Take your time to eat, try to relax and chew foods well – this will help with your digestion. Avoid fizzy drinks, alcohol and spicy foods if you notice they make your symptoms worse.

Indigestion can also be caused by wind trapped in the digestive system. Wind can be reduced by drinking peppermint water or taking charcoal tablets. These are available from pharmacies.

Reflux can cause soreness and inflammation of the lining of the gullet. This can be reduced by antacid medicines, such as Gaviscon®, Maalox® and Aludrox®.

Your GP or cancer specialist can give you advice about reflux and prescribe antacid medicines for you.

Dumping syndrome

After stomach surgery, food may pass too quickly into the small bowel. This can cause a group of symptoms called dumping syndrome. There are two types of dumping syndrome: early and late.

Early dumping syndrome

Early dumping syndrome happens within 30 minutes of a meal. You may feel dizzy or faint, and your heart may start to beat faster. Some people also have tummy cramps and diarrhoea. 

The symptoms may last for about 10–15 minutes and are caused by food entering the bowel quickly. Things you can do to help are:

  • have small, frequent, dry meals
  • eat slowly
  • have drinks 30–60 minutes after food
  • avoid meals high in added sugar, such as a bowl of sugary cereal
  • eat meals high in proteins such as fish, meat,eggs or tofu
  • eat starchy carbohydrates such as pasta, rice, bread and potatoes
  • rest for 15–30 minutes immediately after meals.

Early dumping syndrome often gets better on its own after a few months.

Late dumping syndrome

Late dumping syndrome happens a couple of hours after a meal, or when you’ve missed a meal. It’s caused by foods that are high in carbohydrate being released from the stomach into the small bowel. This causes a rise in blood sugar levels as the carbohydrate is absorbed. Large amounts of insulin are released into the blood as a response to this. The insulin levels continue to rise after the blood sugar levels have begun to fall. The high insulin level causes the symptoms.You may suddenly feel faint, sick and shaky. If you have this, follow the same advice for early dumping syndrome.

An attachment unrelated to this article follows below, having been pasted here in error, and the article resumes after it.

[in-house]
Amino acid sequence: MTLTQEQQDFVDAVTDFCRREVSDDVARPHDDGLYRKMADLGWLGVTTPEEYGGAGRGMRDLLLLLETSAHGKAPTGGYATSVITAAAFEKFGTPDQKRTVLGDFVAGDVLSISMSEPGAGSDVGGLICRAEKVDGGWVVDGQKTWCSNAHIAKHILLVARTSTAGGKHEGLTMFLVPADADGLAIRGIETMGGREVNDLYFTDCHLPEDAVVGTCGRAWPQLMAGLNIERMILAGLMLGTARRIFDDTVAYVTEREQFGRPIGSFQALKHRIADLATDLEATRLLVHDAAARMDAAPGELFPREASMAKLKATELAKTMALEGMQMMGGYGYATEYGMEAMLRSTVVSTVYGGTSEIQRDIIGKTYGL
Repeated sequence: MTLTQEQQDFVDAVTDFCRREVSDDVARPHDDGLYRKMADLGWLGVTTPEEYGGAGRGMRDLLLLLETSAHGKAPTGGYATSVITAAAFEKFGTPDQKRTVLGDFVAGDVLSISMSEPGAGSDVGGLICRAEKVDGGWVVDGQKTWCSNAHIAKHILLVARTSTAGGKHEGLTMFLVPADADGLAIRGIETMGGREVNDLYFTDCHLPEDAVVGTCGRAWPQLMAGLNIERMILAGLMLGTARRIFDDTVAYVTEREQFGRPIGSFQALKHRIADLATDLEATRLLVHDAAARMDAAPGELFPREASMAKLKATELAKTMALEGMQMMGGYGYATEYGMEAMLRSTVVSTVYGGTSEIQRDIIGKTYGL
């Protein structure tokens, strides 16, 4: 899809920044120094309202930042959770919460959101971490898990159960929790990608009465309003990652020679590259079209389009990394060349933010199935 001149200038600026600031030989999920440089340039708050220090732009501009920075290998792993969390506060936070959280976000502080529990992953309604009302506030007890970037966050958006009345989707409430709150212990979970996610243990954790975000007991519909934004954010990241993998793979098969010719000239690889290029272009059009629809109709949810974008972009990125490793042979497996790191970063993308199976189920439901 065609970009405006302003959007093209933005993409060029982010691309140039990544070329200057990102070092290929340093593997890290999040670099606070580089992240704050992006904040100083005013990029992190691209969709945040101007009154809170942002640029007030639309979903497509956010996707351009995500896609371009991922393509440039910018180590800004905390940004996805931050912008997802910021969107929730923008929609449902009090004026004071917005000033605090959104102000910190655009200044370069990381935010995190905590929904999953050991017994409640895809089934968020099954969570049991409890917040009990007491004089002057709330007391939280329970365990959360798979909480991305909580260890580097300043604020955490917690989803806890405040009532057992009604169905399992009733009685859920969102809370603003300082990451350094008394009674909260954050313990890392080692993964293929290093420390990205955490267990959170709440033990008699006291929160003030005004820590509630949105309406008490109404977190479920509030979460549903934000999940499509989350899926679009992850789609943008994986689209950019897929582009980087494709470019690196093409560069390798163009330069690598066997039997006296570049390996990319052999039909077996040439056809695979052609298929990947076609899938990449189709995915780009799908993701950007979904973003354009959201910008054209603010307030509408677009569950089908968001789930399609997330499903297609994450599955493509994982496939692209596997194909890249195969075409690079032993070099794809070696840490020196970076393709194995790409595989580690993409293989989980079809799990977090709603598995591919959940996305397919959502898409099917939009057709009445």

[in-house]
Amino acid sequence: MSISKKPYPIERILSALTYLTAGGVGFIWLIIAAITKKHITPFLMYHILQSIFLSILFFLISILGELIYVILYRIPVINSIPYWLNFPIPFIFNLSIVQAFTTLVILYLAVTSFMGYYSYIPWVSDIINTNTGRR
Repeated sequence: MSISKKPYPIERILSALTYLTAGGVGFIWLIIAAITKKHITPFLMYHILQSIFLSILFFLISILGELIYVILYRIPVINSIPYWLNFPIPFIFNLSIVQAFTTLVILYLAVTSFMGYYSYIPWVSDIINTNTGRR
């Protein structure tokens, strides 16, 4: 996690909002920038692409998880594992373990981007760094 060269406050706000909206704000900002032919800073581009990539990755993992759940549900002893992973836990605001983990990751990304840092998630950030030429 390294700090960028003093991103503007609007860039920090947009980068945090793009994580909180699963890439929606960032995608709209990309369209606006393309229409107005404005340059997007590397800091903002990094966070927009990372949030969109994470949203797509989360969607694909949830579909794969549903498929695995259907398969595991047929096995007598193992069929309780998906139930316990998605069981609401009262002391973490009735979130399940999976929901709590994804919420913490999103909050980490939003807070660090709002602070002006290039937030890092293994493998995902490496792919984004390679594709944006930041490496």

Taking glucose tablets or a small snack when the symptoms happen may also help. If late dumping syndrome doesn’t improve or your symptoms are severe, your doctor may prescribe a drug called octreotide or another similar drug, to help.


Diarrhoea can happen in short episodes for a few days or weeks after surgery, before the bowel returns to normal. Everyone is different, so it’s difficult to predict how long it may last or how many times a day you’ll get diarrhoea. Some people may have diarrhoea once a day, while others may have it a few times a day.

Taking an anti-diarrhoea drug called loperamide (Imodium®) regularly in the morning can sometimes help.

As the diarrhoea is due to the effects of the surgery, it may not be possible to reduce it by changing the foods you eat. If you find that some foods particularly affect your bowel, it may help to avoid them, but it’s best not to exclude too many foods from your diet.

Let your doctor or specialist nurse know if your diarrhoea doesn’t improve, as they will be able to give you advice.

Bilious vomiting

This usually happens first thing in the morning. People find they have stomach pain and a feeling of fullness when they wake up. This is relieved by vomiting clear fluid, which has some dark brown fluid (bile) in it.

Vomiting in this way can be very distressing, but it may only last for a short time. The cause is quite complicated, and it usually happens after part of the stomach has been removed (a partial gastrectomy).

Some drugs that affect the digestive system may help control bilious vomiting. These include domperidone (Motilium®) and metoclopramide (Maxolon®). However, some people find that none of the treatments they are given are effective, so they may need to learn to live with the condition.

If the symptoms are severe and frequent, reconstructive surgery is sometimes possible. Your surgeon can discuss the possible benefits and risks of this with you.

Managing eating problems

Many of the problems mentioned here improve gradually over time. You may need to make long-term changes to your daily eating patterns, such as eating smaller meals more regularly, to reduce or control these problems. A very small number of people will find it difficult to eat enough food and may need to be fed artificially via a tube (enteral feeding). Tube feeding is usually only needed for a short time. Your doctor will discuss tube feeding with you if necessary.

Your dietitian and clinical nurse specialist can give you further information, support and advice about any of these problems.